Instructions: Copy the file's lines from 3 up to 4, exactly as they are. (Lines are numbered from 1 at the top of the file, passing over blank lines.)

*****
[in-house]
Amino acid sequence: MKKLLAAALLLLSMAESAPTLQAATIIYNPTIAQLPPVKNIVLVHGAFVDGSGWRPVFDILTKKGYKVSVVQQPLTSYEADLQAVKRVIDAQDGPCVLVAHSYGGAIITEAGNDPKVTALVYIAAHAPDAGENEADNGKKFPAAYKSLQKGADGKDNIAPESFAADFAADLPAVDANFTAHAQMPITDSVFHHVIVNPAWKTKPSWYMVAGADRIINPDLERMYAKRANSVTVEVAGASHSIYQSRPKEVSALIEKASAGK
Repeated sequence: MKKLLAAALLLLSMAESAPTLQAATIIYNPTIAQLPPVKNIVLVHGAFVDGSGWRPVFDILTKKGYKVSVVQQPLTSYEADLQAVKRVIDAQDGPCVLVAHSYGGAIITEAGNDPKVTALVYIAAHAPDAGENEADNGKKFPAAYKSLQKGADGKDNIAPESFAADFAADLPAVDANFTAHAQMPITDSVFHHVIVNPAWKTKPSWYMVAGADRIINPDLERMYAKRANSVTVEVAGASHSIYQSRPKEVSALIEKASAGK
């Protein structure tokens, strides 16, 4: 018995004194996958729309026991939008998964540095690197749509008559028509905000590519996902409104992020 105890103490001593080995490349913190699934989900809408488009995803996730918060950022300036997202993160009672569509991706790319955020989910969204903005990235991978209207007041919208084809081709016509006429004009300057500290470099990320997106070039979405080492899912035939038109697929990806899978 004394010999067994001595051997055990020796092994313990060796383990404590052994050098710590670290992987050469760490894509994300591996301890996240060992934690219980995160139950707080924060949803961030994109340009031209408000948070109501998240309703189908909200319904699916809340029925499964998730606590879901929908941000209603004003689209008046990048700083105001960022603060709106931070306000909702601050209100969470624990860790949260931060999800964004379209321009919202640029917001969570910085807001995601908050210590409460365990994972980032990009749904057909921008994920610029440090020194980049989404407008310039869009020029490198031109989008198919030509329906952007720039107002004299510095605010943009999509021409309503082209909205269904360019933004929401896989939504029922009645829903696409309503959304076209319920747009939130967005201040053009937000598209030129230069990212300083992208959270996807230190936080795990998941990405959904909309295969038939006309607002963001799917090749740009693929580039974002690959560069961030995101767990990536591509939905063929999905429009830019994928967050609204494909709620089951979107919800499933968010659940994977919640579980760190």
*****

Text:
Repeated sequence: MKKLLAAALLLLSMAESAPTLQAATIIYNPTIAQLPPVKNIVLVHGAFVDGSGWRPVFDILTKKGYKVSVVQQPLTSYEADLQAVKRVIDAQDGPCVLVAHSYGGAIITEAGNDPKVTALVYIAAHAPDAGENEADNGKKFPAAYKSLQKGADGKDNIAPESFAADFAADLPAVDANFTAHAQMPITDSVFHHVIVNPAWKTKPSWYMVAGADRIINPDLERMYAKRANSVTVEVAGASHSIYQSRPKEVSALIEKASAGK
């Protein structure tokens, strides 16, 4: 018995004194996958729309026991939008998964540095690197749509008559028509905000590519996902409104992020 105890103490001593080995490349913190699934989900809408488009995803996730918060950022300036997202993160009672569509991706790319955020989910969204903005990235991978209207007041919208084809081709016509006429004009300057500290470099990320997106070039979405080492899912035939038109697929990806899978 004394010999067994001595051997055990020796092994313990060796383990404590052994050098710590670290992987050469760490894509994300591996301890996240060992934690219980995160139950707080924060949803961030994109340009031209408000948070109501998240309703189908909200319904699916809340029925499964998730606590879901929908941000209603004003689209008046990048700083105001960022603060709106931070306000909702601050209100969470624990860790949260931060999800964004379209321009919202640029917001969570910085807001995601908050210590409460365990994972980032990009749904057909921008994920610029440090020194980049989404407008310039869009020029490198031109989008198919030509329906952007720039107002004299510095605010943009999509021409309503082209909205269904360019933004929401896989939504029922009645829903696409309503959304076209319920747009939130967005201040053009937000598209030129230069990212300083992208959270996807230190936080795990998941990405959904909309295969038939006309607002963001799917090749740009693929580039974002690959560069961030995101767990990536591509939905063929999905429009830019994928967050609204494909709620089951979107919800499933968010659940994977919640579980760190």